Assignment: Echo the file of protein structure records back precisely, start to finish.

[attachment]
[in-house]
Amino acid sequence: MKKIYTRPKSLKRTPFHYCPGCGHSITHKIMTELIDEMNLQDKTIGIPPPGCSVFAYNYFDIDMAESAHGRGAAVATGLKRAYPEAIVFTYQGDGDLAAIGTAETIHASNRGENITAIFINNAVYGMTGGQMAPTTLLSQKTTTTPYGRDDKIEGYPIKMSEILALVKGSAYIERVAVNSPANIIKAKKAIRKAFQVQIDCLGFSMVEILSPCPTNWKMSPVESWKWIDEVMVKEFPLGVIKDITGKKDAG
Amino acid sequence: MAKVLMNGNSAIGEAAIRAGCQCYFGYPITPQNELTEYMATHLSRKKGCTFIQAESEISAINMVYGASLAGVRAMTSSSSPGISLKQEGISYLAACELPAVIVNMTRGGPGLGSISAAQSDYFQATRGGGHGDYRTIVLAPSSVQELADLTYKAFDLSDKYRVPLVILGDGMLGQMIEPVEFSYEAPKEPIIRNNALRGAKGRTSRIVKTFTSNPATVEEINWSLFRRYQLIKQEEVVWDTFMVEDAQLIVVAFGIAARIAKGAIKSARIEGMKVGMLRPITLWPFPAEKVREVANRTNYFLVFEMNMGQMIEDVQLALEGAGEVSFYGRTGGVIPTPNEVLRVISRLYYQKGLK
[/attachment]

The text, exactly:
[in-house]
Amino acid sequence: MKKIYTRPKSLKRTPFHYCPGCGHSITHKIMTELIDEMNLQDKTIGIPPPGCSVFAYNYFDIDMAESAHGRGAAVATGLKRAYPEAIVFTYQGDGDLAAIGTAETIHASNRGENITAIFINNAVYGMTGGQMAPTTLLSQKTTTTPYGRDDKIEGYPIKMSEILALVKGSAYIERVAVNSPANIIKAKKAIRKAFQVQIDCLGFSMVEILSPCPTNWKMSPVESWKWIDEVMVKEFPLGVIKDITGKKDAG
Amino acid sequence: MAKVLMNGNSAIGEAAIRAGCQCYFGYPITPQNELTEYMATHLSRKKGCTFIQAESEISAINMVYGASLAGVRAMTSSSSPGISLKQEGISYLAACELPAVIVNMTRGGPGLGSISAAQSDYFQATRGGGHGDYRTIVLAPSSVQELADLTYKAFDLSDKYRVPLVILGDGMLGQMIEPVEFSYEAPKEPIIRNNALRGAKGRTSRIVKTFTSNPATVEEINWSLFRRYQLIKQEEVVWDTFMVEDAQLIVVAFGIAARIAKGAIKSARIEGMKVGMLRPITLWPFPAEKVREVANRTNYFLVFEMNMGQMIEDVQLALEGAGEVSFYGRTGGVIPTPNEVLRVISRLYYQKGLK